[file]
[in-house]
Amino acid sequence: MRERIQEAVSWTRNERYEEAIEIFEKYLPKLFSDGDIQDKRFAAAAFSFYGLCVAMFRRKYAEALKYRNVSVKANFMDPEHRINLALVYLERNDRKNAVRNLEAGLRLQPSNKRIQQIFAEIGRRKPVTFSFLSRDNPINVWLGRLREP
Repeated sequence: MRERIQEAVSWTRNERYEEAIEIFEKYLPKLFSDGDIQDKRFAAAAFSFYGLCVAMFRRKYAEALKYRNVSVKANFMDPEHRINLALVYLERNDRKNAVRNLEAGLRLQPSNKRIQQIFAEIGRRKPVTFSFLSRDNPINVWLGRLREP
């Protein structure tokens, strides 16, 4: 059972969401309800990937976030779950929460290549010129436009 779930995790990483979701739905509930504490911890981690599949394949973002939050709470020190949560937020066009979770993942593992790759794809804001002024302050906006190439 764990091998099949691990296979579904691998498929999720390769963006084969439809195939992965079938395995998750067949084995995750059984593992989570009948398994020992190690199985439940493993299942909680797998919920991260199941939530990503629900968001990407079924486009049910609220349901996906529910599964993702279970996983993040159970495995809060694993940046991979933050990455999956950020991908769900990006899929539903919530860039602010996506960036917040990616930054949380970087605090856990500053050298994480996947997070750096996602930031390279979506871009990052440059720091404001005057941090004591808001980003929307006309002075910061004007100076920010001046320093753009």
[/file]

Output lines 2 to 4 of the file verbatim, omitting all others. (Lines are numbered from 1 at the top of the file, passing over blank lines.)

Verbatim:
Amino acid sequence: MRERIQEAVSWTRNERYEEAIEIFEKYLPKLFSDGDIQDKRFAAAAFSFYGLCVAMFRRKYAEALKYRNVSVKANFMDPEHRINLALVYLERNDRKNAVRNLEAGLRLQPSNKRIQQIFAEIGRRKPVTFSFLSRDNPINVWLGRLREP
Repeated sequence: MRERIQEAVSWTRNERYEEAIEIFEKYLPKLFSDGDIQDKRFAAAAFSFYGLCVAMFRRKYAEALKYRNVSVKANFMDPEHRINLALVYLERNDRKNAVRNLEAGLRLQPSNKRIQQIFAEIGRRKPVTFSFLSRDNPINVWLGRLREP
């Protein structure tokens, strides 16, 4: 059972969401309800990937976030779950929460290549010129436009 779930995790990483979701739905509930504490911890981690599949394949973002939050709470020190949560937020066009979770993942593992790759794809804001002024302050906006190439 764990091998099949691990296979579904691998498929999720390769963006084969439809195939992965079938395995998750067949084995995750059984593992989570009948398994020992190690199985439940493993299942909680797998919920991260199941939530990503629900968001990407079924486009049910609220349901996906529910599964993702279970996983993040159970495995809060694993940046991979933050990455999956950020991908769900990006899929539903919530860039602010996506960036917040990616930054949380970087605090856990500053050298994480996947997070750096996602930031390279979506871009990052440059720091404001005057941090004591808001980003929307006309002075910061004007100076920010001046320093753009």